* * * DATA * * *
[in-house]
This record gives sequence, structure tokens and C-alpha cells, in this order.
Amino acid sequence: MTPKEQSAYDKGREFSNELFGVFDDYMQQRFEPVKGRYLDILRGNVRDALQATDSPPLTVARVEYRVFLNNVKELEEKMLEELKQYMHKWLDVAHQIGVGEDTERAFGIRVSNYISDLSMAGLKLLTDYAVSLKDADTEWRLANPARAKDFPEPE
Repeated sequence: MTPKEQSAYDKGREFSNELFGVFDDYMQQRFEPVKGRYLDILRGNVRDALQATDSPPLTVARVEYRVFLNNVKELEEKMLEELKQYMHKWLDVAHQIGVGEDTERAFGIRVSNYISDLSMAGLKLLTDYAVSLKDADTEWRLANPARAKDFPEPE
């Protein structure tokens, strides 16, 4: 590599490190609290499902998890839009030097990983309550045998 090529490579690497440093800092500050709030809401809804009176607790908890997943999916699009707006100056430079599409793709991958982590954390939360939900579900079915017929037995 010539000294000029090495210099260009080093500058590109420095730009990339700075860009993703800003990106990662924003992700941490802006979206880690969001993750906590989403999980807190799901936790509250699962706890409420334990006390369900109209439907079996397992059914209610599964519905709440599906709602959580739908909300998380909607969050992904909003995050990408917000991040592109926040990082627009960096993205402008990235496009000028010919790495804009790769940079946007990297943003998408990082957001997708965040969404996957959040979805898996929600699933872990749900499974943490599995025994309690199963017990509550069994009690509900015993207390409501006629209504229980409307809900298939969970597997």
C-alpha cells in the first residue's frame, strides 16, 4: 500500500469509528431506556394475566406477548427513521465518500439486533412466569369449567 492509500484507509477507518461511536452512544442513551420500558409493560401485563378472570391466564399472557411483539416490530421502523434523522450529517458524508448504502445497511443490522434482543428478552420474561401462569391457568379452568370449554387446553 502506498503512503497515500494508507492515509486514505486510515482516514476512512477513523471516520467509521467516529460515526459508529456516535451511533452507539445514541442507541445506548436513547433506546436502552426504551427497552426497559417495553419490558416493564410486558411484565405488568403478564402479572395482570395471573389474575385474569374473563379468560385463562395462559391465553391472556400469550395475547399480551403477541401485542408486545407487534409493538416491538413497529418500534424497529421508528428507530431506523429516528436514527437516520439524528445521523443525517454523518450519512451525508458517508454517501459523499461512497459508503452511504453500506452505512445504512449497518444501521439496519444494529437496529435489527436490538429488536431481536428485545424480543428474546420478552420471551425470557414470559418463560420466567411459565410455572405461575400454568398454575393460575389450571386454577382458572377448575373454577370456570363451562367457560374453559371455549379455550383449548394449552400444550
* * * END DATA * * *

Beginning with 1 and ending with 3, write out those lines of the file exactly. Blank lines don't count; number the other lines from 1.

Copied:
[in-house]
This record gives sequence, structure tokens and C-alpha cells, in this order.
Amino acid sequence: MTPKEQSAYDKGREFSNELFGVFDDYMQQRFEPVKGRYLDILRGNVRDALQATDSPPLTVARVEYRVFLNNVKELEEKMLEELKQYMHKWLDVAHQIGVGEDTERAFGIRVSNYISDLSMAGLKLLTDYAVSLKDADTEWRLANPARAKDFPEPE